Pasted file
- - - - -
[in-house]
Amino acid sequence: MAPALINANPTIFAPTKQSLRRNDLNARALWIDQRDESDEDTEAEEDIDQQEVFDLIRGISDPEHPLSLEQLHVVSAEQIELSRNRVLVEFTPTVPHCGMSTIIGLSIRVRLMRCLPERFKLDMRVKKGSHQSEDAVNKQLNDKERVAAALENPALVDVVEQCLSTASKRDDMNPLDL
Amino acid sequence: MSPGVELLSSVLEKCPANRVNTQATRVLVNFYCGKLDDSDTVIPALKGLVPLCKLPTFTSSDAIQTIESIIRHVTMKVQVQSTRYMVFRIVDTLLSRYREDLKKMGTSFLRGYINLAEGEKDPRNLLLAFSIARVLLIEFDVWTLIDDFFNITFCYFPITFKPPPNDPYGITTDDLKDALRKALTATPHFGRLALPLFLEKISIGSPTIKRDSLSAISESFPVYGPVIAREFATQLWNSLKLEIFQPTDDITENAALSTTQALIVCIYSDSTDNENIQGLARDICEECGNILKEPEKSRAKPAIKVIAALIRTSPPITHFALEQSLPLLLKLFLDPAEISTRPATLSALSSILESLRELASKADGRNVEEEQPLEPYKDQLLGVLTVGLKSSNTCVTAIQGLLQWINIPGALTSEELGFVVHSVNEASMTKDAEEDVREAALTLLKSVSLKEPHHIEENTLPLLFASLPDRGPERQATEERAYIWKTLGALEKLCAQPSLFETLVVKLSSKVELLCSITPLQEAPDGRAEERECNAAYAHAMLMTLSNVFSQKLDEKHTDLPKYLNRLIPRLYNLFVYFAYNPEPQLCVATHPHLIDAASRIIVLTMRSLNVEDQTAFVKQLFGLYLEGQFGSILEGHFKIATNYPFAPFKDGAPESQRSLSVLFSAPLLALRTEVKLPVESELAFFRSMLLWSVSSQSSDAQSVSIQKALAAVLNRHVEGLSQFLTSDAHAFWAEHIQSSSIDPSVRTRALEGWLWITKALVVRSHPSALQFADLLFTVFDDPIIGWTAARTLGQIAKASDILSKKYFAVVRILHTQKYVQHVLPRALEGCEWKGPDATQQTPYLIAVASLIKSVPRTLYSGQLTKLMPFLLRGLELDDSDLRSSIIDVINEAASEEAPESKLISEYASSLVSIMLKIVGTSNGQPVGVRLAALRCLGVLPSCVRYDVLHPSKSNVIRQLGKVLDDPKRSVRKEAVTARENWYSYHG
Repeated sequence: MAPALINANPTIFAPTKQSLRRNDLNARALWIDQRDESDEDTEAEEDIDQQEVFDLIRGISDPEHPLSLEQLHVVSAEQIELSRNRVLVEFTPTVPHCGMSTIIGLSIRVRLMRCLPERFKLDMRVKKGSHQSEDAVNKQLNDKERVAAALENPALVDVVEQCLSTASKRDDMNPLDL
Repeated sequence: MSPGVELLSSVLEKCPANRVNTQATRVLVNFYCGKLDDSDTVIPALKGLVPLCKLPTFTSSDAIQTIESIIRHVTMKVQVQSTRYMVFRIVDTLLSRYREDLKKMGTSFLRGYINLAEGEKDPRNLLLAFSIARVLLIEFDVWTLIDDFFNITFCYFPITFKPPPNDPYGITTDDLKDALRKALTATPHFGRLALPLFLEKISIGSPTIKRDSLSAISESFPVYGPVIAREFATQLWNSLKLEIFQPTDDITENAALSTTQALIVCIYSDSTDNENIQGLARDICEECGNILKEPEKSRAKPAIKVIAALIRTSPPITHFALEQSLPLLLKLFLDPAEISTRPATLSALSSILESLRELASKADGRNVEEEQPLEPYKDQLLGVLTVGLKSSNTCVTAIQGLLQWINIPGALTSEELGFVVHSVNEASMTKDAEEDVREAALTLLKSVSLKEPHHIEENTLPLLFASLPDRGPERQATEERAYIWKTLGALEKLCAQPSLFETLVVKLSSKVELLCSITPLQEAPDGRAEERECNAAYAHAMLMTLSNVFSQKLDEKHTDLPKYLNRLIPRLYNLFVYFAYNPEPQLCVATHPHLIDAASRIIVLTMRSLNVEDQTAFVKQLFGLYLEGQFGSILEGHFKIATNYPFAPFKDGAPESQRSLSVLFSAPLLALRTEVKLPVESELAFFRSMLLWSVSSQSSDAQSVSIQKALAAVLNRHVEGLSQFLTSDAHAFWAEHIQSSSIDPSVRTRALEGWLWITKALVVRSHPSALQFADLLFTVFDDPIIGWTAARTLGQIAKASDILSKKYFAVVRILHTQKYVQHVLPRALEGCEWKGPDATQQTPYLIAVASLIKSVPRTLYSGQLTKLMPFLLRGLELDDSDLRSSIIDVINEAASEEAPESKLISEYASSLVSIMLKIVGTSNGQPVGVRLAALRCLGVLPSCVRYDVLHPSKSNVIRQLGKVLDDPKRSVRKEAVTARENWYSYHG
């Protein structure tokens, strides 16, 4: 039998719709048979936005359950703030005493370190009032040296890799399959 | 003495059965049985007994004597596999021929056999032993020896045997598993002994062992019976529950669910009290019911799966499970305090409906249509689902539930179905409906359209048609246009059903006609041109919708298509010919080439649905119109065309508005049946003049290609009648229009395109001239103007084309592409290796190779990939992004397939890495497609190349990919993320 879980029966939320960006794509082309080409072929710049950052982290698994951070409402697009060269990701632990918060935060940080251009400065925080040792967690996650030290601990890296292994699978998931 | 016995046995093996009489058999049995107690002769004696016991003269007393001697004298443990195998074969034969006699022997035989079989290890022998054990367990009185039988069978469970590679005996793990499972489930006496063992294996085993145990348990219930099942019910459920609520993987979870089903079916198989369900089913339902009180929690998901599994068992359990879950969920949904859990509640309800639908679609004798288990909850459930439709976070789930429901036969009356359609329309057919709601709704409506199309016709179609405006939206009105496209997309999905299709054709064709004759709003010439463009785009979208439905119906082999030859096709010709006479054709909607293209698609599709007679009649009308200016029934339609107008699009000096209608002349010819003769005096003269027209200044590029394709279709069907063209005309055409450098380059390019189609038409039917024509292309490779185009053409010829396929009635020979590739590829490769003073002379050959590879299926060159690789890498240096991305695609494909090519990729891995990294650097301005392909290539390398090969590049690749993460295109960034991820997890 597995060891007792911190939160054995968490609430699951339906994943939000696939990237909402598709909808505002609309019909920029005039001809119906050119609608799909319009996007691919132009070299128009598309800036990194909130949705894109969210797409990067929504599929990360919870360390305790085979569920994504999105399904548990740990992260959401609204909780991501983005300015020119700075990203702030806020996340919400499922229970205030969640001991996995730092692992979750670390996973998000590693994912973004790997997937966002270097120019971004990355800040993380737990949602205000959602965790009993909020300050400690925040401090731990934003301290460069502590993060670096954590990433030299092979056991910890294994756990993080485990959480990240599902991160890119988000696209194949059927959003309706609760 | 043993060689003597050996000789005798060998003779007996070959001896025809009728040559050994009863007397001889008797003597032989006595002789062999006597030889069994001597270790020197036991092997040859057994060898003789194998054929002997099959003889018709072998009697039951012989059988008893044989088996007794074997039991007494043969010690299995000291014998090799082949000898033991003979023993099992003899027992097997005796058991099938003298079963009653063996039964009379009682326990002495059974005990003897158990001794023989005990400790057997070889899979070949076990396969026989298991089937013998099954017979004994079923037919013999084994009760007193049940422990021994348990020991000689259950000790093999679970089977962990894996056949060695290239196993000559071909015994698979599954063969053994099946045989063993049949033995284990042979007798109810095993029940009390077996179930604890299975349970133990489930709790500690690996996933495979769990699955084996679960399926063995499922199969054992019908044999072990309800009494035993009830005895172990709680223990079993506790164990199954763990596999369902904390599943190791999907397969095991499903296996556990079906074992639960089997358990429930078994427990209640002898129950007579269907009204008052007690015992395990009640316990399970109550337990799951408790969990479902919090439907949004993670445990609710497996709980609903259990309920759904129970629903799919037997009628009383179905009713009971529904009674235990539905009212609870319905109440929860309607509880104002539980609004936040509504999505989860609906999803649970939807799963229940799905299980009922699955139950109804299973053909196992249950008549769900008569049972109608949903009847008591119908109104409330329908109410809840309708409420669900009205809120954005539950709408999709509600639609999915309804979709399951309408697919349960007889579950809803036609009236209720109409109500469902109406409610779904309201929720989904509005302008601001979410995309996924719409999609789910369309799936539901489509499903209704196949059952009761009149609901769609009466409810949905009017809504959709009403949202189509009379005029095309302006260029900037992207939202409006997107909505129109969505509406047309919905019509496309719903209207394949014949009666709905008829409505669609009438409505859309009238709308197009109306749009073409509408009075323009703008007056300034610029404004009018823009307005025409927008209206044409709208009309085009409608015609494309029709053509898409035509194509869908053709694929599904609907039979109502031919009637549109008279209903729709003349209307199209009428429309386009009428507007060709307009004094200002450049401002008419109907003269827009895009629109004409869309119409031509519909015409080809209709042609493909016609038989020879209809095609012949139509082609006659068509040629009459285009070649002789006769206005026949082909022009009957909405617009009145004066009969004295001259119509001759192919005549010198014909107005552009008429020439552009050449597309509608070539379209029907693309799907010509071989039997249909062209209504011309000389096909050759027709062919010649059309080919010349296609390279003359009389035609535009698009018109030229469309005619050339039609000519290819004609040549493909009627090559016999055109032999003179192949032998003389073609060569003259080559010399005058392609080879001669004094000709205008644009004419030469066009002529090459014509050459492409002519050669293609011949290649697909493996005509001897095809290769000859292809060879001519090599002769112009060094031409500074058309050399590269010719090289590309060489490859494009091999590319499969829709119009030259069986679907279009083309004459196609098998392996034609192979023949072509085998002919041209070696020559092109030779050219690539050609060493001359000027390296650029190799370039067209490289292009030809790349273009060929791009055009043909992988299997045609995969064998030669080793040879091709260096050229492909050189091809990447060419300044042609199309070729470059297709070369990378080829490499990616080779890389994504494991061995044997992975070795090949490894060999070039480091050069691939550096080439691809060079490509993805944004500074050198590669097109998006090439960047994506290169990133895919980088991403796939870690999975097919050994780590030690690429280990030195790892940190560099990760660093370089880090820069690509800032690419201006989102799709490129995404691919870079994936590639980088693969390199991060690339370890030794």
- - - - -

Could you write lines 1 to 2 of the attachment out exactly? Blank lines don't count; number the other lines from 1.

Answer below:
[in-house]
Amino acid sequence: MAPALINANPTIFAPTKQSLRRNDLNARALWIDQRDESDEDTEAEEDIDQQEVFDLIRGISDPEHPLSLEQLHVVSAEQIELSRNRVLVEFTPTVPHCGMSTIIGLSIRVRLMRCLPERFKLDMRVKKGSHQSEDAVNKQLNDKERVAAALENPALVDVVEQCLSTASKRDDMNPLDL